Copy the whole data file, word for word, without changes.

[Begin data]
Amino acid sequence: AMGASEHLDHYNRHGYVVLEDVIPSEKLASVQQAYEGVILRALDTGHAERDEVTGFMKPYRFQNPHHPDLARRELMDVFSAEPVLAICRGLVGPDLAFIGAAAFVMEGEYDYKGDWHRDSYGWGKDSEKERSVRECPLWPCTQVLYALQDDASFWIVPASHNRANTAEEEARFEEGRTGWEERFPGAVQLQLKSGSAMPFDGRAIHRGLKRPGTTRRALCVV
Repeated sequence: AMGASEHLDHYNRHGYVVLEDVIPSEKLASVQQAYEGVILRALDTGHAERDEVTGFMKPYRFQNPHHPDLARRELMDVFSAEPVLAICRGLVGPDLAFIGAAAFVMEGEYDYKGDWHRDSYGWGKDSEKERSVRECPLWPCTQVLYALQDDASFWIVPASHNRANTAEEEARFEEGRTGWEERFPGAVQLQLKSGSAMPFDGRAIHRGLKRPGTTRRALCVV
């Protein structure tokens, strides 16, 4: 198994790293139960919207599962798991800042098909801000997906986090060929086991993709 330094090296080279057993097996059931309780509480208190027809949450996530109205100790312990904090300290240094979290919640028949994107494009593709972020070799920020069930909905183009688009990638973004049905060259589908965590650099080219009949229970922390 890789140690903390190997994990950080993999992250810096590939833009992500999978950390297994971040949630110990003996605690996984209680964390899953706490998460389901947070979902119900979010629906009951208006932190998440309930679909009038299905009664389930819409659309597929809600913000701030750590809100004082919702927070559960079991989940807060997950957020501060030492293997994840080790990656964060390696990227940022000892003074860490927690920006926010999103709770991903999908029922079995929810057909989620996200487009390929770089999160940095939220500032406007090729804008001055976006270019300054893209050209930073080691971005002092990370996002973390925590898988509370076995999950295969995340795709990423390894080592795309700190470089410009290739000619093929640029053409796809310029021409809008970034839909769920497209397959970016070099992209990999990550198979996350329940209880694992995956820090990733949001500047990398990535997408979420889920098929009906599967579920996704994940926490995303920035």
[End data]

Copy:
Amino acid sequence: AMGASEHLDHYNRHGYVVLEDVIPSEKLASVQQAYEGVILRALDTGHAERDEVTGFMKPYRFQNPHHPDLARRELMDVFSAEPVLAICRGLVGPDLAFIGAAAFVMEGEYDYKGDWHRDSYGWGKDSEKERSVRECPLWPCTQVLYALQDDASFWIVPASHNRANTAEEEARFEEGRTGWEERFPGAVQLQLKSGSAMPFDGRAIHRGLKRPGTTRRALCVV
Repeated sequence: AMGASEHLDHYNRHGYVVLEDVIPSEKLASVQQAYEGVILRALDTGHAERDEVTGFMKPYRFQNPHHPDLARRELMDVFSAEPVLAICRGLVGPDLAFIGAAAFVMEGEYDYKGDWHRDSYGWGKDSEKERSVRECPLWPCTQVLYALQDDASFWIVPASHNRANTAEEEARFEEGRTGWEERFPGAVQLQLKSGSAMPFDGRAIHRGLKRPGTTRRALCVV
């Protein structure tokens, strides 16, 4: 198994790293139960919207599962798991800042098909801000997906986090060929086991993709 330094090296080279057993097996059931309780509480208190027809949450996530109205100790312990904090300290240094979290919640028949994107494009593709972020070799920020069930909905183009688009990638973004049905060259589908965590650099080219009949229970922390 890789140690903390190997994990950080993999992250810096590939833009992500999978950390297994971040949630110990003996605690996984209680964390899953706490998460389901947070979902119900979010629906009951208006932190998440309930679909009038299905009664389930819409659309597929809600913000701030750590809100004082919702927070559960079991989940807060997950957020501060030492293997994840080790990656964060390696990227940022000892003074860490927690920006926010999103709770991903999908029922079995929810057909989620996200487009390929770089999160940095939220500032406007090729804008001055976006270019300054893209050209930073080691971005002092990370996002973390925590898988509370076995999950295969995340795709990423390894080592795309700190470089410009290739000619093929640029053409796809310029021409809008970034839909769920497209397959970016070099992209990999990550198979996350329940209880694992995956820090990733949001500047990398990535997408979420889920098929009906599967579920996704994940926490995303920035």